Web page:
Of course, this strategy of “small steps” won’t automatically resolve all the difficulties in the Vatican/China relationship. It did not escape the attention of observers, for example, that Zuppi’s mission received virtually no mention at all on official Catholic media platforms in China, reflecting a government policy of keeping diplomatic issues separate from the life of the church in the country.
Put differently, it’s a way of saying that we may be able to do business on Ukraine, but that doesn’t mean we’re going to loosen controls over religious faith and practice.
The Vatican’s gamble is that improving relations on the diplomatic and geopolitical level will, over time, also produce better treatment for the Catholic community in China. Cynics, naturally, will point out that’s eerily similar to claims made decades ago that greater economic freedom in China would naturally lead to greater political freedom too, a thesis which Xi’s administration seems to be doing its best to confound.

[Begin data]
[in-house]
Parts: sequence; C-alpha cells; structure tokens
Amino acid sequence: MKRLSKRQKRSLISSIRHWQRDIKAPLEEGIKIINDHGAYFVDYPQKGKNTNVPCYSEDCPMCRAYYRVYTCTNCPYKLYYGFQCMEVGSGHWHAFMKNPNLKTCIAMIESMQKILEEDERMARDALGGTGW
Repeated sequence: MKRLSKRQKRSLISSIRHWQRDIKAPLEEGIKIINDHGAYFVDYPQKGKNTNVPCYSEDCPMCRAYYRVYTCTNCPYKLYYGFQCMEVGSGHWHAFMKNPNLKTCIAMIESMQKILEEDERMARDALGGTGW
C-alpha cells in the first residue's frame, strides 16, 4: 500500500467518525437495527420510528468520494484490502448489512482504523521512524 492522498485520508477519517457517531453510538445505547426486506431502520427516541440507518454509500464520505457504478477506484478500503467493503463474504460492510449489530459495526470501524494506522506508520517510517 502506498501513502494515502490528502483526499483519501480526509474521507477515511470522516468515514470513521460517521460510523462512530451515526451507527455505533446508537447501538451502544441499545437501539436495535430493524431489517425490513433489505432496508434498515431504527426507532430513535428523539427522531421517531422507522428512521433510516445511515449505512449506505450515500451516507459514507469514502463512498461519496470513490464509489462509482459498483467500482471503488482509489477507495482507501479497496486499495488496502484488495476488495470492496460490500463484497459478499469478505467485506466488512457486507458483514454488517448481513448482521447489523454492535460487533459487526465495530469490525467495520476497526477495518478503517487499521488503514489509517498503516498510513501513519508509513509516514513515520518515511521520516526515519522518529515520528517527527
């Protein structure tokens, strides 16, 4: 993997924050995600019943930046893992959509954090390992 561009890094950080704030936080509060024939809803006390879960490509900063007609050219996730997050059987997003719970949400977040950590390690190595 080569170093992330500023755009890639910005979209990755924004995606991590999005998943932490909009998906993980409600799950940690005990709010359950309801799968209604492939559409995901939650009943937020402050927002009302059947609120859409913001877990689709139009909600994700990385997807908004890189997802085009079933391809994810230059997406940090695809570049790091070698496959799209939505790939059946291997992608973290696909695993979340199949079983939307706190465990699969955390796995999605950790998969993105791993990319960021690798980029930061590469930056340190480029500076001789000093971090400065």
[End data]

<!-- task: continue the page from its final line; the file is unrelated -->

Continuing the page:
For now, however, Vatican diplomats can at least take comfort that a relationship which until recently seemed fairly one-sided, with most of the apparent benefits accruing to Beijing, finally seems to have produced a payoff for Rome as well.
None of this means criticism of Francis’s China policy will evaporate. The next time Beijing appoints an unauthorized bishop, or bulldozes a church, or sentences a Catholic activist to jail – and, let’s face it, there will be a next time – dissidents will once again howl, accusing the pontiff of complicity for not pushing back harder.
What recent events do suggest, however, is that when such arguments inevitably recur, the other side will at least have some fresh ammunition in its arsenal.